Scott Fenstermaker’s blog, “People-Triggers,” aims to “Understand what makes us do what we do.” In a fine article called, “The Personal Myth,” Scott explores some recent research on the importance of the stories we tell ourselves in shaping and creating our experience of self and world. “People who come out of psychotherapy testing higher on well-being indicators tend to tell similar personal stories with themes of conquered demons and redemption.The newer story may be no more factually true than the old, because all personal stories are fables, but the newer version is healthier.” In 1983, James Hillman wrote Healing Fictions, a book with a similar argument. This article quotes and links to some up-to-date research emphasizes the importance of the “screenplays” we’re always composing in our heads.


“It ain’t so much the things we don’t know that get us into trouble, it’s the things we do know that just ain’t so.” —Mark Twain

MythsSome (very reputable) psychologists are absolutely convinced that DNA is destiny. Other (very reputable) psychologists are convinced that your personality is shaped by what happens to you as an infant – or perhaps even in the first few minutes of life. This is what I love about psychology: the theories are all over the map and yet somehow everyone is still credible.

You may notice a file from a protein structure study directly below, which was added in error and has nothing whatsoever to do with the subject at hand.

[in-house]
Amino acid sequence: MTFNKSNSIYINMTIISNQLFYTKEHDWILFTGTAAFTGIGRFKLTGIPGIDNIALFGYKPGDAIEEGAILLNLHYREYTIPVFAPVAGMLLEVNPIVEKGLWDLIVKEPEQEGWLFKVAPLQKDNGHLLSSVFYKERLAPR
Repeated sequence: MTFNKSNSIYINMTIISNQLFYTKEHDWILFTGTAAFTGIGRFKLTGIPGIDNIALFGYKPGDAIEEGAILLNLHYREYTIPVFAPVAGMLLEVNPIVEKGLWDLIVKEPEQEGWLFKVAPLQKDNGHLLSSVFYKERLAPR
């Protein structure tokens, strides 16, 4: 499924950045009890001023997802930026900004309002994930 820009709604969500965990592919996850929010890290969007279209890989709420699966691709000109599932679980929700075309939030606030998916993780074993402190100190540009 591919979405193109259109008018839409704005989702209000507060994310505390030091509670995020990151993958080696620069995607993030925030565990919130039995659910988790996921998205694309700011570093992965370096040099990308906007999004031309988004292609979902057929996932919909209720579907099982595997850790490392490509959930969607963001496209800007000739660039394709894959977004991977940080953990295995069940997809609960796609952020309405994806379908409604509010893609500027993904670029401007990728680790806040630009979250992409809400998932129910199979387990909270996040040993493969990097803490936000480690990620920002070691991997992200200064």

One very interesting dimension to personality has to do with the stories that we tell ourselves. Research has increasingly revealed that our personal life stories – our mental self-narratives – contribute substantially to our personalities and behaviors. An excellent New York Times article from 2007 summarizes much of this current research.

As the interpreter of our world, the mind is very…

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  1. Pingback: Hillman: The blackness of inked letters supports its indelible fixity | Compassionate Rebel

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